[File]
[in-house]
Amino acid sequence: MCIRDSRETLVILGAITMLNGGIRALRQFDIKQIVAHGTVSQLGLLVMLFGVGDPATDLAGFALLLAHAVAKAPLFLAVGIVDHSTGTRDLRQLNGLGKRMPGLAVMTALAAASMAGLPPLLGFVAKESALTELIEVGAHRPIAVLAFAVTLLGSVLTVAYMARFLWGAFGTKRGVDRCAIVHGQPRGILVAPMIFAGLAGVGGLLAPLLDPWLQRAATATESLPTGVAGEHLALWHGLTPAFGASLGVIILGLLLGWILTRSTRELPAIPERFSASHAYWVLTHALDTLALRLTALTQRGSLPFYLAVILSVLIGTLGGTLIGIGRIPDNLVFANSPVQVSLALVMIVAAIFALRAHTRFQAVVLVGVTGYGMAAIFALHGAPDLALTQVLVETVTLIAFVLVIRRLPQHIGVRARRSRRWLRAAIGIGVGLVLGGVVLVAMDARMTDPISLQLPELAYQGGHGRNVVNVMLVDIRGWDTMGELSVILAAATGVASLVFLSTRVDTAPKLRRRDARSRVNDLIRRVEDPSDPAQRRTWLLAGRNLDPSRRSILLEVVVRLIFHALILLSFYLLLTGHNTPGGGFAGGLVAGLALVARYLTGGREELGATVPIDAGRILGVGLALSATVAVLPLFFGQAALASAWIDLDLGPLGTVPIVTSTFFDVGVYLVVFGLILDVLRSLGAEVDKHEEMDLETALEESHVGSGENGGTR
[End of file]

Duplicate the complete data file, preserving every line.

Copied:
[in-house]
Amino acid sequence: MCIRDSRETLVILGAITMLNGGIRALRQFDIKQIVAHGTVSQLGLLVMLFGVGDPATDLAGFALLLAHAVAKAPLFLAVGIVDHSTGTRDLRQLNGLGKRMPGLAVMTALAAASMAGLPPLLGFVAKESALTELIEVGAHRPIAVLAFAVTLLGSVLTVAYMARFLWGAFGTKRGVDRCAIVHGQPRGILVAPMIFAGLAGVGGLLAPLLDPWLQRAATATESLPTGVAGEHLALWHGLTPAFGASLGVIILGLLLGWILTRSTRELPAIPERFSASHAYWVLTHALDTLALRLTALTQRGSLPFYLAVILSVLIGTLGGTLIGIGRIPDNLVFANSPVQVSLALVMIVAAIFALRAHTRFQAVVLVGVTGYGMAAIFALHGAPDLALTQVLVETVTLIAFVLVIRRLPQHIGVRARRSRRWLRAAIGIGVGLVLGGVVLVAMDARMTDPISLQLPELAYQGGHGRNVVNVMLVDIRGWDTMGELSVILAAATGVASLVFLSTRVDTAPKLRRRDARSRVNDLIRRVEDPSDPAQRRTWLLAGRNLDPSRRSILLEVVVRLIFHALILLSFYLLLTGHNTPGGGFAGGLVAGLALVARYLTGGREELGATVPIDAGRILGVGLALSATVAVLPLFFGQAALASAWIDLDLGPLGTVPIVTSTFFDVGVYLVVFGLILDVLRSLGAEVDKHEEMDLETALEESHVGSGENGGTR